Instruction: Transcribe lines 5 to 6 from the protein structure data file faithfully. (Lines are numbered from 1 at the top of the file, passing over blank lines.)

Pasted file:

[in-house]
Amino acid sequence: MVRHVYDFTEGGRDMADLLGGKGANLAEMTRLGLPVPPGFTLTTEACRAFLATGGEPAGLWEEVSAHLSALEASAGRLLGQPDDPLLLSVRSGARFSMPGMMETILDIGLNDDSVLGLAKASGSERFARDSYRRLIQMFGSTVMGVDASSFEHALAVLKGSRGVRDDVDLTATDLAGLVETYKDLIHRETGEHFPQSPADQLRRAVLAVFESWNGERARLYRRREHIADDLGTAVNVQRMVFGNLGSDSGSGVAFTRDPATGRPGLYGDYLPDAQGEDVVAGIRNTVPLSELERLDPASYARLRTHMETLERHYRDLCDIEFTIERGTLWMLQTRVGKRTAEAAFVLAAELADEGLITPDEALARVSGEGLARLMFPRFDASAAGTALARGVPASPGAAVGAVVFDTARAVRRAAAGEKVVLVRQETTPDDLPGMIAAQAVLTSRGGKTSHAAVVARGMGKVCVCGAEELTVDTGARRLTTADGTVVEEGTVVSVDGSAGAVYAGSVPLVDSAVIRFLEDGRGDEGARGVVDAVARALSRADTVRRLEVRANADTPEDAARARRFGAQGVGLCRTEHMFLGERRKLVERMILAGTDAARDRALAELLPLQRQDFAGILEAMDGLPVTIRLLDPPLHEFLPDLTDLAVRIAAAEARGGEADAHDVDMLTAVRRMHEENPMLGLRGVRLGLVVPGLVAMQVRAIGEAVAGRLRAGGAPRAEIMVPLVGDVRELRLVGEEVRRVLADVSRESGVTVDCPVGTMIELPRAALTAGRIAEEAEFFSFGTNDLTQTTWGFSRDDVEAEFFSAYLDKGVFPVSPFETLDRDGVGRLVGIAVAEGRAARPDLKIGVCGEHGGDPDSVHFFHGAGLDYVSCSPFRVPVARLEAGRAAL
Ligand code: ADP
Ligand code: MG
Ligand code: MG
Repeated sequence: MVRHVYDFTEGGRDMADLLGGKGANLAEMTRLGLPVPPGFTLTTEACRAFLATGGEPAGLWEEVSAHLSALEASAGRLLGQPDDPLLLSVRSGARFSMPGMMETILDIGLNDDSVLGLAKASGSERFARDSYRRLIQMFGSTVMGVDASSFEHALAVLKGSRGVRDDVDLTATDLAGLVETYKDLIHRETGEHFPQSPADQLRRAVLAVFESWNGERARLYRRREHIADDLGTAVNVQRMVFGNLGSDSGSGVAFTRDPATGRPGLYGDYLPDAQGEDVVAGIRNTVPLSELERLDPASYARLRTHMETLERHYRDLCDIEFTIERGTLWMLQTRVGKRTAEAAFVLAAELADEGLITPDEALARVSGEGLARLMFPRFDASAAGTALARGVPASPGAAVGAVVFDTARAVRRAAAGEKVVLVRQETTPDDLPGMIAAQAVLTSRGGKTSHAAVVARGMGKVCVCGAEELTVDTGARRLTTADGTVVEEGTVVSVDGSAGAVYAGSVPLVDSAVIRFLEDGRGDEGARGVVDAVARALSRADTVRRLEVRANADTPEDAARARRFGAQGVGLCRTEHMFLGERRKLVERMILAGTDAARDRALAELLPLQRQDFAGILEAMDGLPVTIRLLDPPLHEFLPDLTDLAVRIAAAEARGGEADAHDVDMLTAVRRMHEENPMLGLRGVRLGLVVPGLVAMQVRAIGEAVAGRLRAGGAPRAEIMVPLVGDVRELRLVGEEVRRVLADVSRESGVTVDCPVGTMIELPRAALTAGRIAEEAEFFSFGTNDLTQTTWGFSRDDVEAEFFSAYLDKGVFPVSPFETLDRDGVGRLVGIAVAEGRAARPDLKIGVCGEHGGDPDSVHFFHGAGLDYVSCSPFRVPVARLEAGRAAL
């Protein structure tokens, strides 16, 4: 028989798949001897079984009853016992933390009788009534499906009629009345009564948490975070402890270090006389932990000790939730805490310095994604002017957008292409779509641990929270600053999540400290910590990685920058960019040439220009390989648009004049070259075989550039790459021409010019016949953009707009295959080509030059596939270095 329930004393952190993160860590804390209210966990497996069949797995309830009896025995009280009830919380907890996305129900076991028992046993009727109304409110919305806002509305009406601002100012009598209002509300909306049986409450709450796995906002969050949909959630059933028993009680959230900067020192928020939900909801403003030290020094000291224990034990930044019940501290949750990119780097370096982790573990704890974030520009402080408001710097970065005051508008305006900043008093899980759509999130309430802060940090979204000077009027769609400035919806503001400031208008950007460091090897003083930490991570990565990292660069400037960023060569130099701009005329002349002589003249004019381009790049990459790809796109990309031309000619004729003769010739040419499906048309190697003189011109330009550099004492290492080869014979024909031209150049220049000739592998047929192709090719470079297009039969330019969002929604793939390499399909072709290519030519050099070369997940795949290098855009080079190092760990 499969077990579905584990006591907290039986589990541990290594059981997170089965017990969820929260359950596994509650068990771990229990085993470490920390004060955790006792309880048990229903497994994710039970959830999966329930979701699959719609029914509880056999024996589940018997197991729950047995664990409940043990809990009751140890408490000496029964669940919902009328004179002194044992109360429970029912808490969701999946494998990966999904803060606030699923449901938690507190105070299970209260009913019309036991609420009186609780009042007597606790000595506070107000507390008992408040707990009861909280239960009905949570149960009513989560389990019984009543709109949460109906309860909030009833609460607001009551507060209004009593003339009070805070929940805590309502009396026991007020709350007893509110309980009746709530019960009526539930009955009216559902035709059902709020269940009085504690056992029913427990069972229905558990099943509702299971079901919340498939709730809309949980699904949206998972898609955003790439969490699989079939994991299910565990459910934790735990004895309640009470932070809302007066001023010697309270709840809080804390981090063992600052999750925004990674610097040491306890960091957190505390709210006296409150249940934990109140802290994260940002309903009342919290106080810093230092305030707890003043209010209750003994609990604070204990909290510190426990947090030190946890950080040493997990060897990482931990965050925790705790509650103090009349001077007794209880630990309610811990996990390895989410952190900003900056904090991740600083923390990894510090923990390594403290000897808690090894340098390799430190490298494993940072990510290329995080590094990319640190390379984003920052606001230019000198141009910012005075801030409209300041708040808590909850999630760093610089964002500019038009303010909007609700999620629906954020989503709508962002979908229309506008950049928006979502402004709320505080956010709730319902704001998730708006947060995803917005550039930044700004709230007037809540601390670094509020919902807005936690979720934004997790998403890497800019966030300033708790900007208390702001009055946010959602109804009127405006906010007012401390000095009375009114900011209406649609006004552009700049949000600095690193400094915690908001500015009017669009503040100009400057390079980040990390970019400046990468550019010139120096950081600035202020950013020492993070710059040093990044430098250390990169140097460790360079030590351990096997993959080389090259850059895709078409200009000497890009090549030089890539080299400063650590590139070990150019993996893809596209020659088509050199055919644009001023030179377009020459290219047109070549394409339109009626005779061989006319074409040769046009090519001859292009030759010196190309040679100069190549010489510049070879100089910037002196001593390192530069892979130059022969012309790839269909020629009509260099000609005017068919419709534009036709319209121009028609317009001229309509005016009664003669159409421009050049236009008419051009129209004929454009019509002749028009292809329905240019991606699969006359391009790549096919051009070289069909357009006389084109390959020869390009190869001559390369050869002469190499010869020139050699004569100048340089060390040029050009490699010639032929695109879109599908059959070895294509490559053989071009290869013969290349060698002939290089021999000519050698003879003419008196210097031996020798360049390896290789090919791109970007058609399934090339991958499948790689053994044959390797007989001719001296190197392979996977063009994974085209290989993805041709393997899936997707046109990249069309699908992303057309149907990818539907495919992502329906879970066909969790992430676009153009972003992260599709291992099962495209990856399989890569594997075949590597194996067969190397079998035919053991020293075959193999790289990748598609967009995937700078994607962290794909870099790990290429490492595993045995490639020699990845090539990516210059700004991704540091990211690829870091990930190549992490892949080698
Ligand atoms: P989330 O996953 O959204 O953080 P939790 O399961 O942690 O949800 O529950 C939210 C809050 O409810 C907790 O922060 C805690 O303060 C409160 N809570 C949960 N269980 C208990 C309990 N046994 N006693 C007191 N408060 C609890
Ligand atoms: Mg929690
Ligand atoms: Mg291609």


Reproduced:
Ligand code: MG
Repeated sequence: MVRHVYDFTEGGRDMADLLGGKGANLAEMTRLGLPVPPGFTLTTEACRAFLATGGEPAGLWEEVSAHLSALEASAGRLLGQPDDPLLLSVRSGARFSMPGMMETILDIGLNDDSVLGLAKASGSERFARDSYRRLIQMFGSTVMGVDASSFEHALAVLKGSRGVRDDVDLTATDLAGLVETYKDLIHRETGEHFPQSPADQLRRAVLAVFESWNGERARLYRRREHIADDLGTAVNVQRMVFGNLGSDSGSGVAFTRDPATGRPGLYGDYLPDAQGEDVVAGIRNTVPLSELERLDPASYARLRTHMETLERHYRDLCDIEFTIERGTLWMLQTRVGKRTAEAAFVLAAELADEGLITPDEALARVSGEGLARLMFPRFDASAAGTALARGVPASPGAAVGAVVFDTARAVRRAAAGEKVVLVRQETTPDDLPGMIAAQAVLTSRGGKTSHAAVVARGMGKVCVCGAEELTVDTGARRLTTADGTVVEEGTVVSVDGSAGAVYAGSVPLVDSAVIRFLEDGRGDEGARGVVDAVARALSRADTVRRLEVRANADTPEDAARARRFGAQGVGLCRTEHMFLGERRKLVERMILAGTDAARDRALAELLPLQRQDFAGILEAMDGLPVTIRLLDPPLHEFLPDLTDLAVRIAAAEARGGEADAHDVDMLTAVRRMHEENPMLGLRGVRLGLVVPGLVAMQVRAIGEAVAGRLRAGGAPRAEIMVPLVGDVRELRLVGEEVRRVLADVSRESGVTVDCPVGTMIELPRAALTAGRIAEEAEFFSFGTNDLTQTTWGFSRDDVEAEFFSAYLDKGVFPVSPFETLDRDGVGRLVGIAVAEGRAARPDLKIGVCGEHGGDPDSVHFFHGAGLDYVSCSPFRVPVARLEAGRAAL